Ms Mojakhomo recently came into the spotlight after she ‘disappeared’ from police custody under mysterious circumstances.
There have been conflicting reports about what actually happened to Ms Mojakhomo after she was arrested on 29 May this year for allegedly defrauding the First Lady ‘Maesaiah Thabane’s Trust Fund of at least M200 000.
She failed to appear in court on 31 May after the police claimed she had escaped from custody while they were preparing to take her to court.
But Ms Mojakhomo’s family disputed the police version of events and insisted that there was no way that she could have broken out of tightly guarded police cells. The family subsequently petitioned the High Court for an order for the police to produce her dead or alive.
However, in a recent turn of events a fortnight ago, her lawyer Advocate Letuka Molati wrote to the Police Commissioner, Holomo Molibeli, informing him that Ms Mojakhomo was alive and well. Adv Molati stated that contrary to the police allegations, Ms Mojakhomo did not escape but “she was abducted with the direct help of the police from the police custody”.
In another development, the regional leaders also thanked South African president Cyril Ramaphosa and his team of mediators for the role in facilitating the reforms process in Lesotho.
Mr Ramaphosa was first appointed to facilitate the restoration of peace and stability in Lesotho after the 30 August 2014 attempted coup against the first government of Dr Thabane.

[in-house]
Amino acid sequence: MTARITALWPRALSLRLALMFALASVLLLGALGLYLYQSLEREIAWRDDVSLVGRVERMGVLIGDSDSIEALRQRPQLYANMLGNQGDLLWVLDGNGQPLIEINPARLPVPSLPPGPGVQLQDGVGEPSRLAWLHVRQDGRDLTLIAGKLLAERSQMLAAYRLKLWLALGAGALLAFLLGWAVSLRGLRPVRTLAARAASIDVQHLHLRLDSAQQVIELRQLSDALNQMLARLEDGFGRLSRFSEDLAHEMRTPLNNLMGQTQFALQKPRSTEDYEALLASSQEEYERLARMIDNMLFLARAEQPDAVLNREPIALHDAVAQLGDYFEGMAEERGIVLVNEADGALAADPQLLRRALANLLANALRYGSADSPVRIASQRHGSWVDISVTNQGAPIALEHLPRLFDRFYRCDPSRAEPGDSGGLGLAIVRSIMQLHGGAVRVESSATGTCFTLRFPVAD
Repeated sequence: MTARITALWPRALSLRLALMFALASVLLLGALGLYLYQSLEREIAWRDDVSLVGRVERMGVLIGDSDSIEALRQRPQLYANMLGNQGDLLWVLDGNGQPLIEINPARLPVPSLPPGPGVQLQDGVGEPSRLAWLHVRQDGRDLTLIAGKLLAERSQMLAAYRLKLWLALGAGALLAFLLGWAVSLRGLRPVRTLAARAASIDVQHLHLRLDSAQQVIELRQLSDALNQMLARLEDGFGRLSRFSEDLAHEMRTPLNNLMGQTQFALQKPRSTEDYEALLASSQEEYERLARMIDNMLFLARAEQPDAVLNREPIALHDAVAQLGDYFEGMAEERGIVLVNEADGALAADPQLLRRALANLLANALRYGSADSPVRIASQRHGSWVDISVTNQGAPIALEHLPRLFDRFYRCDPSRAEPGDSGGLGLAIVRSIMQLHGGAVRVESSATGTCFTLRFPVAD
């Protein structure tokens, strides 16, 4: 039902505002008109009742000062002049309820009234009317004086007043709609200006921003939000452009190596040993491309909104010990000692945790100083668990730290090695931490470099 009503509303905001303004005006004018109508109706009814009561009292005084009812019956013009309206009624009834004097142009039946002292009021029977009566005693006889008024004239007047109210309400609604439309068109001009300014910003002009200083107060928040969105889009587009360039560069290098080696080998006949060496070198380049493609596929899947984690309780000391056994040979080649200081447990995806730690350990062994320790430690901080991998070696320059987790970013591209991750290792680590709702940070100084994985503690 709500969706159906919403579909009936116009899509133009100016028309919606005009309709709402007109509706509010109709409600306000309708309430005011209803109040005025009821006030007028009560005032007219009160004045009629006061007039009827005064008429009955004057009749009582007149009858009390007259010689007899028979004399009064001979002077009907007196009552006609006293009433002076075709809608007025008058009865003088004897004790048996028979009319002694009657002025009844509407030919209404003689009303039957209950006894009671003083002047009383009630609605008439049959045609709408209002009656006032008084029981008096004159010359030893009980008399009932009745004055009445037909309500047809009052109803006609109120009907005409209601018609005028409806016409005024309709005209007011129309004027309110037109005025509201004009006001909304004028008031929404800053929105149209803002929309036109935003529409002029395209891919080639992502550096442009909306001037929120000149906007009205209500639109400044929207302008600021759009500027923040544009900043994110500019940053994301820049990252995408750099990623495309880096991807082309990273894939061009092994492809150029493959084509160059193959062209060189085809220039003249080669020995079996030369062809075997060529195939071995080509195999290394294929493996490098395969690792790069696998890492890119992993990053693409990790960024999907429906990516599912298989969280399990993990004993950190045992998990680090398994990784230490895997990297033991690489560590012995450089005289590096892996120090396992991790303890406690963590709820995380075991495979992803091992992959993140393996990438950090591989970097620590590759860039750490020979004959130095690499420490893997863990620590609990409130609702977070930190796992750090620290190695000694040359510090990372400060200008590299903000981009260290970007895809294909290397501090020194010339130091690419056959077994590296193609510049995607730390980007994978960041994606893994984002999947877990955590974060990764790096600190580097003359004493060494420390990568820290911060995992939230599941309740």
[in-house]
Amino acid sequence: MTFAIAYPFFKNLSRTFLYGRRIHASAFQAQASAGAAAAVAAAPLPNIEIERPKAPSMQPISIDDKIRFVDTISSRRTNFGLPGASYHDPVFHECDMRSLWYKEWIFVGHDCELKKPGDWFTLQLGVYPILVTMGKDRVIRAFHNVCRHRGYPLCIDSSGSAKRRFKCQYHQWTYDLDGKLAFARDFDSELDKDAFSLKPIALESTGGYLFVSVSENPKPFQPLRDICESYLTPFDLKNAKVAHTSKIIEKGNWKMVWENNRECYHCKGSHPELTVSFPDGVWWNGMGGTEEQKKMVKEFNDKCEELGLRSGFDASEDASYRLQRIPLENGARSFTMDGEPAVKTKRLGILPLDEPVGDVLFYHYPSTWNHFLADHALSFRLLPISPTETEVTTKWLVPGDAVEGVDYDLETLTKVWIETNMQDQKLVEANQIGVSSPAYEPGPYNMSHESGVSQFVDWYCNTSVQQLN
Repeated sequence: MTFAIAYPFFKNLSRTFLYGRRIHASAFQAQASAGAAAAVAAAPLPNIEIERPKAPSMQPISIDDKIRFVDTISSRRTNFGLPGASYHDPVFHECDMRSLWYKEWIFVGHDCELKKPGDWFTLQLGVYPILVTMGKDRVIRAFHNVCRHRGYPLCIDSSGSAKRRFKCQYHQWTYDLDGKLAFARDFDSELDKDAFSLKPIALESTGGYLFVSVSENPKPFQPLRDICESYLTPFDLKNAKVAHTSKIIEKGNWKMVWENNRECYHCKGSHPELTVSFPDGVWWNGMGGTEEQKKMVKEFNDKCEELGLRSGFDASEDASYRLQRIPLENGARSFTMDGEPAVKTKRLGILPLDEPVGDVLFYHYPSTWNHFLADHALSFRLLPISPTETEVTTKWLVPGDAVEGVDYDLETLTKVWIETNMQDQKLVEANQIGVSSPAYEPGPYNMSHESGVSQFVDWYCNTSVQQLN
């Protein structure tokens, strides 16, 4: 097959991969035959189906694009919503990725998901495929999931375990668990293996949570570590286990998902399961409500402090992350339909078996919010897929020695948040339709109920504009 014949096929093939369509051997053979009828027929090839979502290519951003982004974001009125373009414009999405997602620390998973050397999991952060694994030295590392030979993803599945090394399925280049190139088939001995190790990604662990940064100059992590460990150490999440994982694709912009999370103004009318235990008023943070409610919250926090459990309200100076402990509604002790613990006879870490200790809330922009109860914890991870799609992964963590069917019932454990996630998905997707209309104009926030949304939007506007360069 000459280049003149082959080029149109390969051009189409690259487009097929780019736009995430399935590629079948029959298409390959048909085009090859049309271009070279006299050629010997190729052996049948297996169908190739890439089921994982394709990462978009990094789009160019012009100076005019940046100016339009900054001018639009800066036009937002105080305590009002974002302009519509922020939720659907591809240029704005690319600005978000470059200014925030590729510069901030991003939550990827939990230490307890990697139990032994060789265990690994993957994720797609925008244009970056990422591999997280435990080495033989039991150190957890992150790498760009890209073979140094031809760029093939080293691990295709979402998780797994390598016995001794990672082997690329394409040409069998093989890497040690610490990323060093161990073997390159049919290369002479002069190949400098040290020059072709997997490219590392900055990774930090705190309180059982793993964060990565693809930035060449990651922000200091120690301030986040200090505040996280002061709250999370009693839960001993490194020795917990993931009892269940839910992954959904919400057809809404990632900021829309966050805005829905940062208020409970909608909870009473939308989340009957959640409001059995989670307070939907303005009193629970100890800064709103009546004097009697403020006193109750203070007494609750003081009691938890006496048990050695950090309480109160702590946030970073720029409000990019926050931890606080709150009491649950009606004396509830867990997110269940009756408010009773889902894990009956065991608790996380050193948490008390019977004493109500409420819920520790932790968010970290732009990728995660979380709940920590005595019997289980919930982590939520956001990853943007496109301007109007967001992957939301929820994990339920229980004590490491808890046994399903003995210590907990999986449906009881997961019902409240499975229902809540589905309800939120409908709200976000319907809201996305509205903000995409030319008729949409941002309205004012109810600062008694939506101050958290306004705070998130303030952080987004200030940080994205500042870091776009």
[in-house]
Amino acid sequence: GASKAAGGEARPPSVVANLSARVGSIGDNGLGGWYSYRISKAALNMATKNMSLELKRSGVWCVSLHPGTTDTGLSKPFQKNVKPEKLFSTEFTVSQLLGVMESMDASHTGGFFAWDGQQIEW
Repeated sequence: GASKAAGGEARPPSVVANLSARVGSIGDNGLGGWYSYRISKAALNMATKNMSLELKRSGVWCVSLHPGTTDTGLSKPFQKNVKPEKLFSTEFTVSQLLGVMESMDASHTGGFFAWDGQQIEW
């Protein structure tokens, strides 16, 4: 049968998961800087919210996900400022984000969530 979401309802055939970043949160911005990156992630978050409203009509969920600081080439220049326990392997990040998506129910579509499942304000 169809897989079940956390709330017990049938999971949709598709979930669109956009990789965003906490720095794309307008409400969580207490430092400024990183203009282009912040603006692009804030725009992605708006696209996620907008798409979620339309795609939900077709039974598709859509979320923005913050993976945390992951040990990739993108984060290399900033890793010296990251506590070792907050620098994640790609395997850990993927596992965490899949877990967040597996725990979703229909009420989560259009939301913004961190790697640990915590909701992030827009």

During that event, the Lesotho Defence Force stormed various police stations and seized arms they claimed were to be used against civilians at a Lesotho Congress for Democracy (LCD) rally that same weekend.
The raids claimed the life of Police Sub-inspector Mokheseng Ramahloko. Former LDF commander, Lieutenant General Tlali Kamoli, is in court over the killing.
Mr Ramaphosa also facilitated the Maseru Security Accord in 2014 which led to external deployments of Lt-Gen Kamoli his then successor Maaparankoe Mahao and former Police Commissioner Khothatso T?oana pending the holding of the February 2015 snap elections. The move was aimed at fostering the restoration of cordial relations between the army and the police.